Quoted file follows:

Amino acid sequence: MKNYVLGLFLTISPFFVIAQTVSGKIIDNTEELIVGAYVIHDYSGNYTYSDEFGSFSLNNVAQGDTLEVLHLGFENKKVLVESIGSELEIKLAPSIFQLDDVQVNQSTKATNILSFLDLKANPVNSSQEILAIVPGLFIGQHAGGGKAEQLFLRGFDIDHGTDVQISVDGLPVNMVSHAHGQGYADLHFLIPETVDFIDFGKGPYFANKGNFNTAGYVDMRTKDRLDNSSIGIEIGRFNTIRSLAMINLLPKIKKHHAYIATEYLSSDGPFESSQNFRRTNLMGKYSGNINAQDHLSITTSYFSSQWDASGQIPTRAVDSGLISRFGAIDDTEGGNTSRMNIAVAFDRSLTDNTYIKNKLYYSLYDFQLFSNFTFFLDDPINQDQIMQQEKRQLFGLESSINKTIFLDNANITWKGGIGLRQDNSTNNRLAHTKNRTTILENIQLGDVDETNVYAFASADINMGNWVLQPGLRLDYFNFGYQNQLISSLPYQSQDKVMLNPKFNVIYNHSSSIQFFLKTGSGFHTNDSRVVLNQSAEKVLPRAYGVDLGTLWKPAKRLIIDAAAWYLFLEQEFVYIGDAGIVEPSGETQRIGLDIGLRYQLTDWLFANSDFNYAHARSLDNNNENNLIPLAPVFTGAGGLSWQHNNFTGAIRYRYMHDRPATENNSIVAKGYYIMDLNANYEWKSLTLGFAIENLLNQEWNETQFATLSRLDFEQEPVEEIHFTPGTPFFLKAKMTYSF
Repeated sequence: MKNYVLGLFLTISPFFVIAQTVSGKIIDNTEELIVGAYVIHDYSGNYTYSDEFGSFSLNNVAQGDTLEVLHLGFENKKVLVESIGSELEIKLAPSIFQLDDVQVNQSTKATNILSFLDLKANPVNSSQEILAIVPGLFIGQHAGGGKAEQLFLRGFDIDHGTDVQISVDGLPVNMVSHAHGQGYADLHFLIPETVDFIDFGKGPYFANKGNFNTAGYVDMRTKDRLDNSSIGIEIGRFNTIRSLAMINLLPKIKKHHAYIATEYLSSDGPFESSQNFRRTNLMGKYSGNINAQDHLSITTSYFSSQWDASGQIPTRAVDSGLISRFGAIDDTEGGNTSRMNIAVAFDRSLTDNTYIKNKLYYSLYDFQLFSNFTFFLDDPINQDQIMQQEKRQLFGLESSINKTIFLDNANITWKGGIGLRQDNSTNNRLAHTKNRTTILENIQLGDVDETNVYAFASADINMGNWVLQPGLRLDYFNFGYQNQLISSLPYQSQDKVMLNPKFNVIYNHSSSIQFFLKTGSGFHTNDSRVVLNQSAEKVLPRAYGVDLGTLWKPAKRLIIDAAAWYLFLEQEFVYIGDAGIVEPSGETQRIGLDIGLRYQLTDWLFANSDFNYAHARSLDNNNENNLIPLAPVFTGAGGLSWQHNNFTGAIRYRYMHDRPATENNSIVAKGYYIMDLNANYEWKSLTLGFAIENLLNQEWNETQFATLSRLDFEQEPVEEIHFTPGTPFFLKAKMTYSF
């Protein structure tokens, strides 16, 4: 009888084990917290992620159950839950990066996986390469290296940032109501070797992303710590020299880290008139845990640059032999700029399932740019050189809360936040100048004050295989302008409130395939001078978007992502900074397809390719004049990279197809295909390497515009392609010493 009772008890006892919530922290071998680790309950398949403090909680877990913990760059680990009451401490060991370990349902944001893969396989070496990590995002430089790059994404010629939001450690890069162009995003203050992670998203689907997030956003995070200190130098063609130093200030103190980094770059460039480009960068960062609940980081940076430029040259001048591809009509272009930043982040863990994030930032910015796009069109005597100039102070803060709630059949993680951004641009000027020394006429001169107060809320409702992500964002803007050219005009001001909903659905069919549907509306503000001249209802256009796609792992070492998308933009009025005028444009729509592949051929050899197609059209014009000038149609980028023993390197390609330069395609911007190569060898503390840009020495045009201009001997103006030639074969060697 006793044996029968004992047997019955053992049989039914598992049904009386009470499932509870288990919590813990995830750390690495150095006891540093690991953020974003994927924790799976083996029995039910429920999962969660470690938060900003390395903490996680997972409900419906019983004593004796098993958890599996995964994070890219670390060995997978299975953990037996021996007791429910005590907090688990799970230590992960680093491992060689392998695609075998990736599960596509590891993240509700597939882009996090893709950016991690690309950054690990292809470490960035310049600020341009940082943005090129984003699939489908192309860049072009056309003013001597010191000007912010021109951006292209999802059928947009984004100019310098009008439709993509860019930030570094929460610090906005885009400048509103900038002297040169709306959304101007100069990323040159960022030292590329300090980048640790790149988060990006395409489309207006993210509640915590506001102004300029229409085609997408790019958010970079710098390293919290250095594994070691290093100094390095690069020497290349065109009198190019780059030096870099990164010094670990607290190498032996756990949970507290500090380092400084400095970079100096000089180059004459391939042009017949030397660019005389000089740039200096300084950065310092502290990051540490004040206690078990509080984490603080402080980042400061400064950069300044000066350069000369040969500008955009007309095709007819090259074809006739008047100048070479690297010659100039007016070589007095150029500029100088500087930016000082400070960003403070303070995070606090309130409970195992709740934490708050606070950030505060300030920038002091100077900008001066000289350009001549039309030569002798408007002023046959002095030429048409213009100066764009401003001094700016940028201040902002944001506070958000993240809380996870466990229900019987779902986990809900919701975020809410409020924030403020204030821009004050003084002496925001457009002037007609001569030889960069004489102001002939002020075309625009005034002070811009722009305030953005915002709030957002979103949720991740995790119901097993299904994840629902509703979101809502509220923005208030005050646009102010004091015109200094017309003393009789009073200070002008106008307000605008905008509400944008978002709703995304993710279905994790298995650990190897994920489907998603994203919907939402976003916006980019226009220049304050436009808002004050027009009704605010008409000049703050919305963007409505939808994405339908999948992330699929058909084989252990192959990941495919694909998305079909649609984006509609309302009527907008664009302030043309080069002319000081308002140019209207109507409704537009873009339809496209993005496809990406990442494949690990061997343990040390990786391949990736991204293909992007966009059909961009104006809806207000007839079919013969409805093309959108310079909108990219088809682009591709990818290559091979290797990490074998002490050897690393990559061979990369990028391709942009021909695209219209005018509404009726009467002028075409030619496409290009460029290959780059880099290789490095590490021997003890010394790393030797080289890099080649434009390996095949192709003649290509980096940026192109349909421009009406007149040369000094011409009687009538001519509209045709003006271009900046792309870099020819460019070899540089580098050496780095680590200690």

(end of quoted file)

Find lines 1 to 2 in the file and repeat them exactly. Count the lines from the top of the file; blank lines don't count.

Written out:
Amino acid sequence: MKNYVLGLFLTISPFFVIAQTVSGKIIDNTEELIVGAYVIHDYSGNYTYSDEFGSFSLNNVAQGDTLEVLHLGFENKKVLVESIGSELEIKLAPSIFQLDDVQVNQSTKATNILSFLDLKANPVNSSQEILAIVPGLFIGQHAGGGKAEQLFLRGFDIDHGTDVQISVDGLPVNMVSHAHGQGYADLHFLIPETVDFIDFGKGPYFANKGNFNTAGYVDMRTKDRLDNSSIGIEIGRFNTIRSLAMINLLPKIKKHHAYIATEYLSSDGPFESSQNFRRTNLMGKYSGNINAQDHLSITTSYFSSQWDASGQIPTRAVDSGLISRFGAIDDTEGGNTSRMNIAVAFDRSLTDNTYIKNKLYYSLYDFQLFSNFTFFLDDPINQDQIMQQEKRQLFGLESSINKTIFLDNANITWKGGIGLRQDNSTNNRLAHTKNRTTILENIQLGDVDETNVYAFASADINMGNWVLQPGLRLDYFNFGYQNQLISSLPYQSQDKVMLNPKFNVIYNHSSSIQFFLKTGSGFHTNDSRVVLNQSAEKVLPRAYGVDLGTLWKPAKRLIIDAAAWYLFLEQEFVYIGDAGIVEPSGETQRIGLDIGLRYQLTDWLFANSDFNYAHARSLDNNNENNLIPLAPVFTGAGGLSWQHNNFTGAIRYRYMHDRPATENNSIVAKGYYIMDLNANYEWKSLTLGFAIENLLNQEWNETQFATLSRLDFEQEPVEEIHFTPGTPFFLKAKMTYSF
Repeated sequence: MKNYVLGLFLTISPFFVIAQTVSGKIIDNTEELIVGAYVIHDYSGNYTYSDEFGSFSLNNVAQGDTLEVLHLGFENKKVLVESIGSELEIKLAPSIFQLDDVQVNQSTKATNILSFLDLKANPVNSSQEILAIVPGLFIGQHAGGGKAEQLFLRGFDIDHGTDVQISVDGLPVNMVSHAHGQGYADLHFLIPETVDFIDFGKGPYFANKGNFNTAGYVDMRTKDRLDNSSIGIEIGRFNTIRSLAMINLLPKIKKHHAYIATEYLSSDGPFESSQNFRRTNLMGKYSGNINAQDHLSITTSYFSSQWDASGQIPTRAVDSGLISRFGAIDDTEGGNTSRMNIAVAFDRSLTDNTYIKNKLYYSLYDFQLFSNFTFFLDDPINQDQIMQQEKRQLFGLESSINKTIFLDNANITWKGGIGLRQDNSTNNRLAHTKNRTTILENIQLGDVDETNVYAFASADINMGNWVLQPGLRLDYFNFGYQNQLISSLPYQSQDKVMLNPKFNVIYNHSSSIQFFLKTGSGFHTNDSRVVLNQSAEKVLPRAYGVDLGTLWKPAKRLIIDAAAWYLFLEQEFVYIGDAGIVEPSGETQRIGLDIGLRYQLTDWLFANSDFNYAHARSLDNNNENNLIPLAPVFTGAGGLSWQHNNFTGAIRYRYMHDRPATENNSIVAKGYYIMDLNANYEWKSLTLGFAIENLLNQEWNETQFATLSRLDFEQEPVEEIHFTPGTPFFLKAKMTYSF